The connector shown in FIGS. 3 and 4 differs in a number of minor respects. The socket member 1 is in this case a commercially available multipin connector, sold by BICC-Vero Connectors Limited under the designation TR1208PMS-1NB, with the locking ring removed and with a number of small passages 23 formed at the base of the socket. These provide the required passage for compound from the socket into the surrounding space. Because in this case the clearance between the plastics body of the socket 1 and the sleeve member 3 is very small, one of the eight contact bores provided in the connector is left open to provide a major part 24 of the escape path. The male member 25 is identical with the socket sold by BICC-Vero Connectors Limited under the designation TR1208S-1NB except that the external shape is simplified to facilitate mounting in the body of the tubular member 26 and the contact bore corresponding to the passage 24 in the socket member is omitted.

The form of the seal 17 is modified to suit the type of cable.

The mode of assembly and function are substantially the same as for the connector of FIG. 1, but in this case the space within the sleeve member 3 needs to be prefilled with compound, and there is a slightly increased risk that very small volumes of air will remain within the connector body, but not in the interface between the plug and socket parts.

Patent Citations
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US3059210 *Oct 26, 1959Oct 16, 1962Us Electrical Motors IncSubmersible motor lead connector
US3241095 *Oct 29, 1962Mar 15, 1966Gray & Huleguard IncSealed terminal structure
US3772636 *Jan 17, 1972Nov 13, 1973British Petroleum CoConnector
SU792382A1 * Title not available
Referenced by
Citing PatentFiling datePublication dateApplicantTitle
US4693540 *Mar 12, 1984Sep 15, 1987Bicc Public Limited CompanyPressure regulating devices
US4762510 *Apr 6, 1987Aug 9, 1988Littelfuse, Inc.Shockproof fuseholder
US4854886 *Sep 29, 1986Aug 8, 1989Hubbell IncorporatedElectrical penetrator for hot, high pressure service
US5051103 *Oct 9, 1990Sep 24, 1991Hubbell IncorporatedElectrical coupling assembly for hot, high pressure service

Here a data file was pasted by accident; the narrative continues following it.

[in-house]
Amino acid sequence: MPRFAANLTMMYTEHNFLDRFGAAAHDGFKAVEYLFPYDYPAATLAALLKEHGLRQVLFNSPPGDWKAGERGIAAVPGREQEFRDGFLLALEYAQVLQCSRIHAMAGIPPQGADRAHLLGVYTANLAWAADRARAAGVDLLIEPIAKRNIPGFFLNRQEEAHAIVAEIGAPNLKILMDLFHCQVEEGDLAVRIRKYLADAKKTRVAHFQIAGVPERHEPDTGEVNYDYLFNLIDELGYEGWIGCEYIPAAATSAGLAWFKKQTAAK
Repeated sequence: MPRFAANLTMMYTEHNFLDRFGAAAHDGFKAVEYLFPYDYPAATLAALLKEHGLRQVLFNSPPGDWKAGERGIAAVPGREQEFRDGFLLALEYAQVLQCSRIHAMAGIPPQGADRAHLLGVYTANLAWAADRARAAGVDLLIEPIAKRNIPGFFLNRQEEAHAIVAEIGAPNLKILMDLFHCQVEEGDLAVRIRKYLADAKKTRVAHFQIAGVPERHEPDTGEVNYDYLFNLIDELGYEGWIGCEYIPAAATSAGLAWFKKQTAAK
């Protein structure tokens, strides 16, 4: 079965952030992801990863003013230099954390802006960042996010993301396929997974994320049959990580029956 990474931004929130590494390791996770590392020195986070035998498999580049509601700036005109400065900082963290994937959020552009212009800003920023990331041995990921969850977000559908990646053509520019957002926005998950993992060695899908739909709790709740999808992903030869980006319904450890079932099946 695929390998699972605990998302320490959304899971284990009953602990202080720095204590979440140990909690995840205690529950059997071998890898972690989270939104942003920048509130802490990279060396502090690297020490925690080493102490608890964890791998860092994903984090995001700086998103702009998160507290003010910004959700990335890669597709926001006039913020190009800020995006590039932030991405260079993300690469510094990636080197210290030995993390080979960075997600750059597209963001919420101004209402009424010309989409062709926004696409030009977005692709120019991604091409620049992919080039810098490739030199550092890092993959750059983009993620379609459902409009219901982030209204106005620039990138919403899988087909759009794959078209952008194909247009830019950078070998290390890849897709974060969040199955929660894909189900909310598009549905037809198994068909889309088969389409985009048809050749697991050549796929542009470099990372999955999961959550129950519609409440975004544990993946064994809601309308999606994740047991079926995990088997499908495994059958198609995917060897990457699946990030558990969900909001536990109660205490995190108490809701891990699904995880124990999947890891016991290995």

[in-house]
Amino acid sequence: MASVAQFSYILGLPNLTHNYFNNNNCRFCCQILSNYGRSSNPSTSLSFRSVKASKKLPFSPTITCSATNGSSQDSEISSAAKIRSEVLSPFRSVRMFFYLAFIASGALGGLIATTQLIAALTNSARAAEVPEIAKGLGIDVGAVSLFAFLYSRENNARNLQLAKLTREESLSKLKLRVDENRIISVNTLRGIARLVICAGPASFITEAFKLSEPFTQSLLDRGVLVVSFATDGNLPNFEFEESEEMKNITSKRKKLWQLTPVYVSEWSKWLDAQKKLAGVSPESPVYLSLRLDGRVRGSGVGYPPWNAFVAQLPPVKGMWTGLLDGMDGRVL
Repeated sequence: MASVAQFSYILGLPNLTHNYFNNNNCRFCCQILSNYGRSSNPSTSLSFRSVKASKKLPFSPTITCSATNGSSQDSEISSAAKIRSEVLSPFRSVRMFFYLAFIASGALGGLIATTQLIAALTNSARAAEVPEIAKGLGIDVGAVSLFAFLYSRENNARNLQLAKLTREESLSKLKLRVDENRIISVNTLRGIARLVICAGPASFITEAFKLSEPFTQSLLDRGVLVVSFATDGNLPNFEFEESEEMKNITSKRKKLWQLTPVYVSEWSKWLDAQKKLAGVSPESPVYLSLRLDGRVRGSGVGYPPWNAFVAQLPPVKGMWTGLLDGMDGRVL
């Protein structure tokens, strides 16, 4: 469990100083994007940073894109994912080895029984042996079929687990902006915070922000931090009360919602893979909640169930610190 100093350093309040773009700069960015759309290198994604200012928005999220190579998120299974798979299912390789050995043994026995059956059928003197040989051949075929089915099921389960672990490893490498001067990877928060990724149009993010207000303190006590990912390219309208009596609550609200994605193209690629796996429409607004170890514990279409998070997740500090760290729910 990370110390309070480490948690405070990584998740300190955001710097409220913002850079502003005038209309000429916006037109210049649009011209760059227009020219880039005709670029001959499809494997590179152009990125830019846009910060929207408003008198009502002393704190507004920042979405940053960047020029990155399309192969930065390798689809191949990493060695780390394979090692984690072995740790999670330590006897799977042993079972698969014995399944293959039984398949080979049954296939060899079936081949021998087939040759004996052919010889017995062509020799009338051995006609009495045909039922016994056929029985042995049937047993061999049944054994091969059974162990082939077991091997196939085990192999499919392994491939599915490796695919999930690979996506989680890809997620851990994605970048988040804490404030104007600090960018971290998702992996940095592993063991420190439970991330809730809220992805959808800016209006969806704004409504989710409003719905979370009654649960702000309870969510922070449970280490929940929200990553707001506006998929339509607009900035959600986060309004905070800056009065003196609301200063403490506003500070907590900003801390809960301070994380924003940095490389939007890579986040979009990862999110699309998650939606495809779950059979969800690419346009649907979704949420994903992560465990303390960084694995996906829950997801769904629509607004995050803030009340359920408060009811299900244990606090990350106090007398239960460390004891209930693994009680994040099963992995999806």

US5358418 *Mar 29, 1993Oct 25, 1994Carmichael Alan LWireline wet connect
US5358420 *Jun 7, 1993Oct 25, 1994Ford Motor CompanyPressure relief for an electrical connector
US5518419 *Nov 28, 1994May 21, 1996Ford Motor CompanySeparable low profile connector for an automotive transmission
US5667413 *Nov 13, 1995Sep 16, 1997Alcoa Fujikura Ltd.Socket-type electrical connector
US5816835 *Oct 21, 1996Oct 6, 1998Alden Products CompanyMulti-sleeve high-voltage cable plug with vented seal
US5820416 *Jan 3, 1997Oct 13, 1998Carmichael; Alan L.Multiple contact wet connector
US5888083 *May 20, 1997Mar 30, 1999Brantner & Associates, Inc.Miniature underwater connector
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US6939151Jul 1, 2002Sep 6, 2005Thomas & Betts International, Inc.Loadbreak connector assembly which prevents switching flashover
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US7074064Jan 21, 2004Jul 11, 2006Pathfinder Energy Services, Inc.Electrical connector useful in wet environments
US7980874Dec 8, 2009Jul 19, 2011Halliburton Energy Services, Inc.Connector including isolated conductive paths
US7989012 *Jul 14, 2008Aug 2, 2011Kellogg CompanyInduction cooking structure and system and method of using the same
US8388374Apr 12, 2011Mar 5, 2013Amphenol CorporationCoupling system for electrical connector assembly
US8413325Jun 21, 2011Apr 9, 2013Halliburton Energy Services, Inc.Method of forming connector with isolated conductive paths
US8491323 *Sep 26, 2011Jul 23, 2013Sumitomo Wiring Systems, Ltd.Waterproof connector
US8756807Apr 5, 2013Jun 24, 2014Halliburton Energy Services, Inc.Method of forming connector with isolated conductive paths
US20120149226 *Sep 26, 2011Jun 14, 2012Sumitomo Wiring Systems, Ltd.Waterproof connector
US20120231644 *Feb 28, 2012Sep 13, 2012Smk CorporationVehicle charge cable socket connector
US20130017703 *Jul 12, 2012Jan 17, 2013Jeffrey N. GamelskyReleasable Connector System
EP1503459A2 *Jul 26, 2004Feb 2, 2005J.S.T. Mfg. Co., Ltd.Connector, sealed case with connector and module with connector
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Classifications
U.S. Classification439/272, 439/206, 439/190, 439/271
International ClassificationH01R13/533
Cooperative ClassificationH01R13/533
European ClassificationH01R13/533
Legal Events
DateCodeEventDescription
Jan 27, 1998FPExpired due to failure to pay maintenance fee
Effective date: 19971119
Nov 16, 1997LAPSLapse for failure to pay maintenance fees
Jun 24, 1997REMIMaintenance fee reminder mailed
Apr 9, 1993FPAYFee payment
Year of fee payment: 8
Apr 17, 1989FPAYFee payment
Year of fee payment: 4
Jul 31, 1984ASAssignment
Owner name: BICC PUBLIC LIMITED COMPANY 21 BLOOMSBURY STREET L
Free format text: ASSIGNMENT OF ASSIGNORS INTEREST.;ASSIGNOR:CANE, MICHAEL R.;REEL/FRAME:004285/0867
Effective date: 19840626